With huge aspirations to safeguard young people from violence-prone streets, the Summer for Change program counted success in even small, incremental shifts. As summer ends, and students start transitioning back to school next Tuesday, district leaders hope the coaching they invested in will stick.
For Kayla, the program offered a respite from the stress of her life in West Englewood, and a chance to learn communication and other life skills.
She was one of 430 young people who last week completed Summer for Change, the inaugural run of an intensive, six-week pilot program geared toward young people at risk of experiencing violence and trauma. Kayla attended group therapy, learned personal skills, and took field trips all over the city.
Like her classmates, she came from an alternative school that served students who either expelled or otherwise left traditional schools to seek an alternate path to graduation.
In her previous school, which closed last year, “Everybody don’t want to be nice to you,” said Kayla. “Everybody is not going to mesh the same vibe you have,” prompting a protective toughness she adopted to get through the year.
But for six weeks this summer, Kayla was able to let some of that protectiveness go.
Kayla bonded with new friends from different areas of Chicago, an opportunity that the teenager rarely got.
“I wasn’t opening up all the way, but halfway,” she said last week.
The program, which held a graduation at Chicago State University, targeted alternative school students because in the four years through 2016-17, one-quarter of the 425 Chicago Public Schools students who died had been attending those schools. While only 2% of district enrollment, alternative school students are disproportionately affected by violence in the city, according to a Chicago Reporter investigation.
Summer for Change offered participants a weekly stipend of $200 — Kayla referred to it has her job for the summer — to attend workshops on planning for the future, individual and group therapy and field trips to arcades and other amusements around the city. The program cost $1.4 million.
“It’s the first time I am aware we have designed a program of this scale for options [alternative school] students,” said Jadine Chou, head of safety and security for the school district. The election of Lori Lightfoot catalyzed plans for the program, she said, as one way to tackle the endemic violence that disproportionately affects people under the age of 21 in Chicago.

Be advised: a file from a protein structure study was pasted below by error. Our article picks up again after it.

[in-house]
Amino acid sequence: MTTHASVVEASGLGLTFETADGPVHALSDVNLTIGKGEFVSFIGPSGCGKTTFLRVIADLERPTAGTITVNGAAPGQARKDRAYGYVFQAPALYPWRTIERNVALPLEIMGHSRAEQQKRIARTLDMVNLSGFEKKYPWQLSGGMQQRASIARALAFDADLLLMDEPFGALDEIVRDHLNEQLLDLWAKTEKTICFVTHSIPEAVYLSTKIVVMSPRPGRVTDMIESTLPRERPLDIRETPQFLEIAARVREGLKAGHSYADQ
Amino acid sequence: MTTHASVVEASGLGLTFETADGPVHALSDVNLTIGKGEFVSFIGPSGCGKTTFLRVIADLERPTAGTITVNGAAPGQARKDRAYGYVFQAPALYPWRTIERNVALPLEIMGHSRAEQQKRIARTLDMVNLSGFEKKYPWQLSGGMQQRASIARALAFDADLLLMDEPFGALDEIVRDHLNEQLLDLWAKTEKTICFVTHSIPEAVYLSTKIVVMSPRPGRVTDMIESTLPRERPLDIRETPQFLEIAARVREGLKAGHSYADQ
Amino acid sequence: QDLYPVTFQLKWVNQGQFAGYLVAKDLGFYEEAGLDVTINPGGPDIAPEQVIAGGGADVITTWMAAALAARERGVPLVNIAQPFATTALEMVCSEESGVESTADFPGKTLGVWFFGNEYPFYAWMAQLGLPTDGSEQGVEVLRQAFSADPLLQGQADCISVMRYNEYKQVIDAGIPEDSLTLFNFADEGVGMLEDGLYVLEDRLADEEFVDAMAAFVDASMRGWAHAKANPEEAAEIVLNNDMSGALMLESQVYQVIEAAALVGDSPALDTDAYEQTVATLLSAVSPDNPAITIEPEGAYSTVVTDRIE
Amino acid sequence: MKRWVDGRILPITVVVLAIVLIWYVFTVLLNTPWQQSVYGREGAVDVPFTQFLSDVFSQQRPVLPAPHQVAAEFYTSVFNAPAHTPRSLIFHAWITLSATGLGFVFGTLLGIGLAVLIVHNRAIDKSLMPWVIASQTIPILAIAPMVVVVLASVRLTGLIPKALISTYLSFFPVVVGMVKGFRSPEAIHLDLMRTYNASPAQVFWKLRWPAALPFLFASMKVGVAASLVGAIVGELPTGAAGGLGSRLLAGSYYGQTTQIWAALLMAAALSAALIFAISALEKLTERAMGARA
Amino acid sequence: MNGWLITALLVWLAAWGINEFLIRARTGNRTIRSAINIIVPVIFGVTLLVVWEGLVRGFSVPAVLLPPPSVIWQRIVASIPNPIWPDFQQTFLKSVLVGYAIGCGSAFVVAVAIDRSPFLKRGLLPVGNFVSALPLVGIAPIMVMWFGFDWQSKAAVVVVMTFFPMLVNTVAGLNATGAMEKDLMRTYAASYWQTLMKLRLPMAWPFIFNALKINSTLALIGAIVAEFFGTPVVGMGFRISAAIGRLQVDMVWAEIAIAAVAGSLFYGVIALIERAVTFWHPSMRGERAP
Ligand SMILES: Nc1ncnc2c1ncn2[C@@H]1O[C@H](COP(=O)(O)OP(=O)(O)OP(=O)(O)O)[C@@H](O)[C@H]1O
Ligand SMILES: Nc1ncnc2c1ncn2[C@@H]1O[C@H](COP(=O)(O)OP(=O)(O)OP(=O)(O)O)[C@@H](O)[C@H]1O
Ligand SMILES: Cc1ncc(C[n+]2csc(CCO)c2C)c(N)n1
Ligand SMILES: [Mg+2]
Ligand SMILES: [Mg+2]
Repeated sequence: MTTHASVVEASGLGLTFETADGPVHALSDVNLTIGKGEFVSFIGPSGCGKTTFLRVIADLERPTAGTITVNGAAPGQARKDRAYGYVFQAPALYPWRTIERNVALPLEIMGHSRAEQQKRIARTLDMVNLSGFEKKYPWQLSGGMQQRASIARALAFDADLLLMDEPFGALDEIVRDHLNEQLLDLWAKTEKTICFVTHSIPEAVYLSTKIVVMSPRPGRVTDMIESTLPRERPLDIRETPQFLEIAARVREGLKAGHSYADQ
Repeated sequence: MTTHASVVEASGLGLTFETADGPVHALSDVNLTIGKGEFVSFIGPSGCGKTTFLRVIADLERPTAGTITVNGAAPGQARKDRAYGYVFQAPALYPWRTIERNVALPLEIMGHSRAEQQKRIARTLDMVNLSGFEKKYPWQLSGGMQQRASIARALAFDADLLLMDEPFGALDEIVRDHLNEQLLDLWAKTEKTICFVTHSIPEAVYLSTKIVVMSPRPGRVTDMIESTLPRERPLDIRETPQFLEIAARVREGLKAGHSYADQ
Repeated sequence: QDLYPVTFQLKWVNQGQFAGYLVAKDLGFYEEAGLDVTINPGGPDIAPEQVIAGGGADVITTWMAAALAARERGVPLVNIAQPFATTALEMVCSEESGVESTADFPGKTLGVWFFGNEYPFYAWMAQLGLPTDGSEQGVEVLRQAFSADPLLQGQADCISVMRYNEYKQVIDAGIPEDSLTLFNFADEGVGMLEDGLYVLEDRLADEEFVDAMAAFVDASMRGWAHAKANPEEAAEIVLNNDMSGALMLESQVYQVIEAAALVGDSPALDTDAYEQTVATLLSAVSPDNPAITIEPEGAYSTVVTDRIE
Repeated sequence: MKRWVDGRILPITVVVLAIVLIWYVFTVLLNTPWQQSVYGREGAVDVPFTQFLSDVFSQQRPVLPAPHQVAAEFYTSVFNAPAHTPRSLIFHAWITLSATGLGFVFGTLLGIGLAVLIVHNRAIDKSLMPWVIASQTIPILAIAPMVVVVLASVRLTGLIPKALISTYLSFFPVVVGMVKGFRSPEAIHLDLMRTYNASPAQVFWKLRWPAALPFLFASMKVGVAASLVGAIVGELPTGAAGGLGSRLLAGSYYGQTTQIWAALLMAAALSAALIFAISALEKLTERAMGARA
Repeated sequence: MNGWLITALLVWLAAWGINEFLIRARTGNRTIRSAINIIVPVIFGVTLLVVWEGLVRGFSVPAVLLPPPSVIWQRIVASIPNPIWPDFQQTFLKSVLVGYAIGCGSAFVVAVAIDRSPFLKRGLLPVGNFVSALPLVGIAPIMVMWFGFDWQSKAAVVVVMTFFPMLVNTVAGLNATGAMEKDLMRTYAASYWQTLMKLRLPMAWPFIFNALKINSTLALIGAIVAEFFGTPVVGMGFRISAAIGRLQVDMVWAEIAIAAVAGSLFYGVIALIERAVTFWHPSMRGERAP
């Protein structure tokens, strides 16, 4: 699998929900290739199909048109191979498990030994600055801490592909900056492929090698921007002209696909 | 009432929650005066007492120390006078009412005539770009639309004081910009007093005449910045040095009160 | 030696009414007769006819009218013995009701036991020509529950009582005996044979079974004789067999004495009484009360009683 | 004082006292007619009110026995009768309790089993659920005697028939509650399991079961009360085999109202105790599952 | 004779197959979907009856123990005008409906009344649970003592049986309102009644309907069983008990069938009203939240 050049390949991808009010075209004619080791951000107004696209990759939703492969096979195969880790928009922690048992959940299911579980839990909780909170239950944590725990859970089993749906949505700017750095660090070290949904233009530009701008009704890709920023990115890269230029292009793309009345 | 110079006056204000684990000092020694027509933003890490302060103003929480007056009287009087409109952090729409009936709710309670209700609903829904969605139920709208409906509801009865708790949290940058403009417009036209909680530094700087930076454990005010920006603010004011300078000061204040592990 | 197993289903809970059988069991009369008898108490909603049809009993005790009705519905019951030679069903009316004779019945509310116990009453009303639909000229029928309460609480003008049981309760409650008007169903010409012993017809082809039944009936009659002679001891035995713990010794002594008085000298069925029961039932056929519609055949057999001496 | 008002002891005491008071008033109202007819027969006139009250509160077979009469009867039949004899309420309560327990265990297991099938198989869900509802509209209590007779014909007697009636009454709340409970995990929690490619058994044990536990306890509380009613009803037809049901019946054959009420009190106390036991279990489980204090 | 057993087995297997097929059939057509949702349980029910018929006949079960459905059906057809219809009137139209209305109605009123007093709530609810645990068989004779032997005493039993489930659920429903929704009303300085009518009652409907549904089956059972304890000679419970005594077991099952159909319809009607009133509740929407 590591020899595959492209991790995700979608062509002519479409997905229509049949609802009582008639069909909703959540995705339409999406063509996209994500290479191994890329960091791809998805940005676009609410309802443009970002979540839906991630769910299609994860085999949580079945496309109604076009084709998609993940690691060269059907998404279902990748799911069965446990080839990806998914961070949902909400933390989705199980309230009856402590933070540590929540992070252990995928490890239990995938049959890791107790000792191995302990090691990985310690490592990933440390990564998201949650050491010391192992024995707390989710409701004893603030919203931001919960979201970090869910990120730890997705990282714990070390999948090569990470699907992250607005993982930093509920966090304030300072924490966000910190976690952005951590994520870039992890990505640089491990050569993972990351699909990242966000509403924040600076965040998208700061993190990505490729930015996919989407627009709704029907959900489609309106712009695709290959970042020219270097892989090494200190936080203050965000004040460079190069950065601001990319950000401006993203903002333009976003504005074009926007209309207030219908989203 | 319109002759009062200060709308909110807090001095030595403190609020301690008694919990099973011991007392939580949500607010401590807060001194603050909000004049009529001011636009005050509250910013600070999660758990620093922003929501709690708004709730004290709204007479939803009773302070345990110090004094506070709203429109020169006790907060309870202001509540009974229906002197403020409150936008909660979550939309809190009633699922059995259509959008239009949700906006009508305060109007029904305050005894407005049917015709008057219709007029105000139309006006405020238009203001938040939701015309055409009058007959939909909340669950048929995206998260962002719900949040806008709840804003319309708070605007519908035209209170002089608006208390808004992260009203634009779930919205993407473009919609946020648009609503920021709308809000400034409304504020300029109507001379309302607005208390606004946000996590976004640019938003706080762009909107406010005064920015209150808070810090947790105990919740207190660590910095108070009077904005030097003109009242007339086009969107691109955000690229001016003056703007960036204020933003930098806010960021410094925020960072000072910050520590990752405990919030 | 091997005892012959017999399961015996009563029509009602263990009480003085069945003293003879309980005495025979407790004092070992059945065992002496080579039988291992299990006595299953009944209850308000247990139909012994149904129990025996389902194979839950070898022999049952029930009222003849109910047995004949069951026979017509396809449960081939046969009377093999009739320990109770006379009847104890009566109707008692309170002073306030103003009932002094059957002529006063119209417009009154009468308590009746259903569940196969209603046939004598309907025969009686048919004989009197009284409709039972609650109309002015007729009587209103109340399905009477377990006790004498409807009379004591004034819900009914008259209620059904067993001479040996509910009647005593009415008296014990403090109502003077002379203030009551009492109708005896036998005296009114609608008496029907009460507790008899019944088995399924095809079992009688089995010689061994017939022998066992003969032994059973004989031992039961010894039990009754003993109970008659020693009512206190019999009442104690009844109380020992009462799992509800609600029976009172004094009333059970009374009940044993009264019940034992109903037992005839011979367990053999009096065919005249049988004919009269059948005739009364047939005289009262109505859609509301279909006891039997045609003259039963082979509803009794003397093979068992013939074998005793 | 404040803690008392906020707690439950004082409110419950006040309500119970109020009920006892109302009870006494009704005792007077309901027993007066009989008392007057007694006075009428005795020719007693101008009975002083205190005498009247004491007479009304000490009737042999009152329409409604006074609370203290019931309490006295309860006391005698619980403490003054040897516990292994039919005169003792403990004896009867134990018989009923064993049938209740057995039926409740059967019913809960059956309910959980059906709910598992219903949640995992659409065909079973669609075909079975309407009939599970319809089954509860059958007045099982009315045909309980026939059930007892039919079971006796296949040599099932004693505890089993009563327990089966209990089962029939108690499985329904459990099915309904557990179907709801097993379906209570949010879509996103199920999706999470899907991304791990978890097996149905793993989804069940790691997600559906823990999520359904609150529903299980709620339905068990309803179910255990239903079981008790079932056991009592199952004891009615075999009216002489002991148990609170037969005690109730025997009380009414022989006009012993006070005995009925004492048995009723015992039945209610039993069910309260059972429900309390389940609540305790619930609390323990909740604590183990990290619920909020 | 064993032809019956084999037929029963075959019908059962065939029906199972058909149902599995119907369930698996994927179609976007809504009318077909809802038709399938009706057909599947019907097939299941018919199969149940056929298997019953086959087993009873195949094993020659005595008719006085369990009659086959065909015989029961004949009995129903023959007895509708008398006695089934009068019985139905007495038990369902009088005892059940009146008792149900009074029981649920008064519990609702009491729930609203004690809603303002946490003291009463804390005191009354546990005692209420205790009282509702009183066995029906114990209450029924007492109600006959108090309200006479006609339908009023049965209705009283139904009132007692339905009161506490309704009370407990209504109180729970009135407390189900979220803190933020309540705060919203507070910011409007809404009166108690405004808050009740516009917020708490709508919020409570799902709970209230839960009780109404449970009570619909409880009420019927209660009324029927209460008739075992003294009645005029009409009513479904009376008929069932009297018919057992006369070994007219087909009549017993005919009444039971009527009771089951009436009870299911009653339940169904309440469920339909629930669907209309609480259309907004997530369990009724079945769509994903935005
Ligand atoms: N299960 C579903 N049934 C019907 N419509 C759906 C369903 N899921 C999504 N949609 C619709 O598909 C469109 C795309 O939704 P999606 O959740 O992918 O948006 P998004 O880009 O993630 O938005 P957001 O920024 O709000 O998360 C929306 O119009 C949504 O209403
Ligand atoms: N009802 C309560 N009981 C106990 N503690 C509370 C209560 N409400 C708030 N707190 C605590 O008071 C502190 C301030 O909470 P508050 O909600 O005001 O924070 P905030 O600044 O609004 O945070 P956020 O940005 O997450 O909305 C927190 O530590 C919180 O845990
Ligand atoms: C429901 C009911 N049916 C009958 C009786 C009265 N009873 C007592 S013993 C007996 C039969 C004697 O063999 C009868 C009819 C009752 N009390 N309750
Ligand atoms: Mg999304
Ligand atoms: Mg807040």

The program sought to engage young people and surround them with adults who made them feel welcome and valued, part of a broader effort to stitch together a social safety net for young people in Chicago that the new mayor has promised through efforts like those of Sybil Madison, the city’s new deputy mayor for education and human services.
“If you are engaged in these things, you are more inclined to stick with them, and consequently be safe,” Chou said.
Kayla, who wears her hair in a high ponytail and whose face quickly moves from deadpan to crinkled with laughter, grew up in an area surrounded by violence. She isn’t so sure anything can ward it off.
“I can’t give you no answer why it happens, because I am not the people behind the trigger pulling it,” she said. “But when it happens, it’s tragic. The world we live in, the city we live in, that is what we do.”
That doesn’t mean the program wasn’t a positive experience, she said.
“This program helped me develop certain skills that lacked,” said Kayla, “the good part is trips, the fact that we get paid, the bonds we form.”
In particular, she said, “I learned how to communicate better all around the board.” She learned how to answer the phone, how to talk with her boss and coworkers.
That’s been helpful in keeping her dad from worrying if she stays out late, checking in on her little sister, or communicating with people at Summer for Change if she is running late or can’t make a session.
Donte, another participant in the program, said he appreciated learning new ways to cope with stress. “I came up with strategies like listening to music, or talking to somebody I trust,” said Donte, who said he has trouble waking up to get to class on time during the school year.
Kayla valued the practical lessons, like making a post-graduation plan. Other aspects, like individual and group therapy, not so much.
Referring to her therapist, a blond woman who was making the rounds of the auditorium on Friday, Kayla said, “Wanting to know how my day is or how I felt yesterday is fine. But wanting to ask about what happened to me when I was little, or wanting to know about my childhood, that is going to make me shut down.”
“That is too much information to give out to somebody,” she said. “Me talking to a stranger about it instead of the person who made me feel that way or do it to me, it’s just another sentence.”
She would have liked to have gotten more help on her resume, or more access to some of the amenities at the school, like its computer labs. The program, while useful, could not change the circumstances of her reality.
The city and the district are partnering with the University of Chicago Crime Lab to assess the program’s attendance rates and how students do once they return to school, many as seniors. Administrators have already determined that none of their students became victims of gun violence this summer.
Chou said most students told her they’d like to see the program continue in some form.
Kayla, who plans to enter the military after graduation, agrees. The program was an exciting respite but, like the rest of the students, she will return to communities that struggle with a lack of jobs and housing and an excess of violence. “Y’all took kids that ain’t had nothing and gave them something,” she said. “It’s a positive thing, but it’s just for the moment.”